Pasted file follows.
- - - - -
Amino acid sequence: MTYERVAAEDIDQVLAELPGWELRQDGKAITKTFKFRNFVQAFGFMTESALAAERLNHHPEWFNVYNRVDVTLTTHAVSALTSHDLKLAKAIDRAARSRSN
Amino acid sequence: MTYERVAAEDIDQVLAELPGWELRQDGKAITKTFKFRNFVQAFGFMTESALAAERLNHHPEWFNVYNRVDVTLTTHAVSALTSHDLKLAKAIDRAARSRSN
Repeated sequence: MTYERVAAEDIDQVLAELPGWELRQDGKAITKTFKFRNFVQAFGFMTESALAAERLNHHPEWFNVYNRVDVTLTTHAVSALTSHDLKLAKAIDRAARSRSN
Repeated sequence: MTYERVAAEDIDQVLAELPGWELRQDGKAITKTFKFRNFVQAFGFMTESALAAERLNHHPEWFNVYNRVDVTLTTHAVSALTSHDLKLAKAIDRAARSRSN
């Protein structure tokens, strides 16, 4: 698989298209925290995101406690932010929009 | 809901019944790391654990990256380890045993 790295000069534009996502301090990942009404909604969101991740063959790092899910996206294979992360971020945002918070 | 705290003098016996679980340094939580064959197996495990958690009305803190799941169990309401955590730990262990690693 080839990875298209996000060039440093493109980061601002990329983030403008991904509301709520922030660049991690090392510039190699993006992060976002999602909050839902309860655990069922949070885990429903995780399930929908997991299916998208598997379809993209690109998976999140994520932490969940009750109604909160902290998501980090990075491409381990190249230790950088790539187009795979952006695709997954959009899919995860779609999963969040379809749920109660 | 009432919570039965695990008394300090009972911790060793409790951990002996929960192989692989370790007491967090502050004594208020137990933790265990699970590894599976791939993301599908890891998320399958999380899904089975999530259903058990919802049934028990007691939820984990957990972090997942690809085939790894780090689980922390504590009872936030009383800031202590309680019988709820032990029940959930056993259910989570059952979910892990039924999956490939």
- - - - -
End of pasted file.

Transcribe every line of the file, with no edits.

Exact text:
Amino acid sequence: MTYERVAAEDIDQVLAELPGWELRQDGKAITKTFKFRNFVQAFGFMTESALAAERLNHHPEWFNVYNRVDVTLTTHAVSALTSHDLKLAKAIDRAARSRSN
Amino acid sequence: MTYERVAAEDIDQVLAELPGWELRQDGKAITKTFKFRNFVQAFGFMTESALAAERLNHHPEWFNVYNRVDVTLTTHAVSALTSHDLKLAKAIDRAARSRSN
Repeated sequence: MTYERVAAEDIDQVLAELPGWELRQDGKAITKTFKFRNFVQAFGFMTESALAAERLNHHPEWFNVYNRVDVTLTTHAVSALTSHDLKLAKAIDRAARSRSN
Repeated sequence: MTYERVAAEDIDQVLAELPGWELRQDGKAITKTFKFRNFVQAFGFMTESALAAERLNHHPEWFNVYNRVDVTLTTHAVSALTSHDLKLAKAIDRAARSRSN
């Protein structure tokens, strides 16, 4: 698989298209925290995101406690932010929009 | 809901019944790391654990990256380890045993 790295000069534009996502301090990942009404909604969101991740063959790092899910996206294979992360971020945002918070 | 705290003098016996679980340094939580064959197996495990958690009305803190799941169990309401955590730990262990690693 080839990875298209996000060039440093493109980061601002990329983030403008991904509301709520922030660049991690090392510039190699993006992060976002999602909050839902309860655990069922949070885990429903995780399930929908997991299916998208598997379809993209690109998976999140994520932490969940009750109604909160902290998501980090990075491409381990190249230790950088790539187009795979952006695709997954959009899919995860779609999963969040379809749920109660 | 009432919570039965695990008394300090009972911790060793409790951990002996929960192989692989370790007491967090502050004594208020137990933790265990699970590894599976791939993301599908890891998320399958999380899904089975999530259903058990919802049934028990007691939820984990957990972090997942690809085939790894780090689980922390504590009872936030009383800031202590309680019988709820032990029940959930056993259910989570059952979910892990039924999956490939």